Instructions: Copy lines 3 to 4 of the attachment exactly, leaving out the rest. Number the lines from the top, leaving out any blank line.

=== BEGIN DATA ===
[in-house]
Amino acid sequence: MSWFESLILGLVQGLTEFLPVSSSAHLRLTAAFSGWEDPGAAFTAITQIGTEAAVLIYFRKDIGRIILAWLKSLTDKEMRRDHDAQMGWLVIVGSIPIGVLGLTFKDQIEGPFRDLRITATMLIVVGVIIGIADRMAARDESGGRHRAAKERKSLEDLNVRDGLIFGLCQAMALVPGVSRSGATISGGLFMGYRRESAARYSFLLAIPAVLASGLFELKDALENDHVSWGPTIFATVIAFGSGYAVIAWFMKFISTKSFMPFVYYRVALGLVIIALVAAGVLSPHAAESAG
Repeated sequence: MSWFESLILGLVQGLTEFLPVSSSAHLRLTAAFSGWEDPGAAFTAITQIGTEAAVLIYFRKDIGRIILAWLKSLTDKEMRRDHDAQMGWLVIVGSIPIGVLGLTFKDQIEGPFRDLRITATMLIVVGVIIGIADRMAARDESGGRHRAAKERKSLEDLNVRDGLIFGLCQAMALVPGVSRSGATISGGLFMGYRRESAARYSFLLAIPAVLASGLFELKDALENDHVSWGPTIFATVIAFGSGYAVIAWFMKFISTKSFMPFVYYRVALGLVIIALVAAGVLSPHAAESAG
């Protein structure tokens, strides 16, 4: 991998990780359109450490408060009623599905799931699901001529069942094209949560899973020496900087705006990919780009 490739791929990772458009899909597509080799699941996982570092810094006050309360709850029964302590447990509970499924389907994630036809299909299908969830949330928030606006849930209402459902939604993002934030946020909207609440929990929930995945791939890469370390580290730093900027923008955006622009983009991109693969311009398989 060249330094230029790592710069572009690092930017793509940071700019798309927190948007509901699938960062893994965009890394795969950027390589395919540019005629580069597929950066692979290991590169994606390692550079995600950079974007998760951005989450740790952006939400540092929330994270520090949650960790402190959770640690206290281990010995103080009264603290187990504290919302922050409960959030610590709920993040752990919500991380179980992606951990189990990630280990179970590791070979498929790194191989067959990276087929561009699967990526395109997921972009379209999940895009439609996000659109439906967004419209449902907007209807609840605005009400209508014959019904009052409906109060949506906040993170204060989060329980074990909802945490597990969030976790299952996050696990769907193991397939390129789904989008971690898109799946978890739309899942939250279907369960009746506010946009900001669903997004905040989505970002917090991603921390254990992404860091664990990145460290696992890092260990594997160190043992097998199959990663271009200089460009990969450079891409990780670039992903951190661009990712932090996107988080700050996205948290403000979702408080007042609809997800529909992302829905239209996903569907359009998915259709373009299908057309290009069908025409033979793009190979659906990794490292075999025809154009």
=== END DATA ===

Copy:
Repeated sequence: MSWFESLILGLVQGLTEFLPVSSSAHLRLTAAFSGWEDPGAAFTAITQIGTEAAVLIYFRKDIGRIILAWLKSLTDKEMRRDHDAQMGWLVIVGSIPIGVLGLTFKDQIEGPFRDLRITATMLIVVGVIIGIADRMAARDESGGRHRAAKERKSLEDLNVRDGLIFGLCQAMALVPGVSRSGATISGGLFMGYRRESAARYSFLLAIPAVLASGLFELKDALENDHVSWGPTIFATVIAFGSGYAVIAWFMKFISTKSFMPFVYYRVALGLVIIALVAAGVLSPHAAESAG
């Protein structure tokens, strides 16, 4: 991998990780359109450490408060009623599905799931699901001529069942094209949560899973020496900087705006990919780009 490739791929990772458009899909597509080799699941996982570092810094006050309360709850029964302590447990509970499924389907994630036809299909299908969830949330928030606006849930209402459902939604993002934030946020909207609440929990929930995945791939890469370390580290730093900027923008955006622009983009991109693969311009398989 060249330094230029790592710069572009690092930017793509940071700019798309927190948007509901699938960062893994965009890394795969950027390589395919540019005629580069597929950066692979290991590169994606390692550079995600950079974007998760951005989450740790952006939400540092929330994270520090949650960790402190959770640690206290281990010995103080009264603290187990504290919302922050409960959030610590709920993040752990919500991380179980992606951990189990990630280990179970590791070979498929790194191989067959990276087929561009699967990526395109997921972009379209999940895009439609996000659109439906967004419209449902907007209807609840605005009400209508014959019904009052409906109060949506906040993170204060989060329980074990909802945490597990969030976790299952996050696990769907193991397939390129789904989008971690898109799946978890739309899942939250279907369960009746506010946009900001669903997004905040989505970002917090991603921390254990992404860091664990990145460290696992890092260990594997160190043992097998199959990663271009200089460009990969450079891409990780670039992903951190661009990712932090996107988080700050996205948290403000979702408080007042609809997800529909992302829905239209996903569907359009998915259709373009299908057309290009069908025409033979793009190979659906990794490292075999025809154009």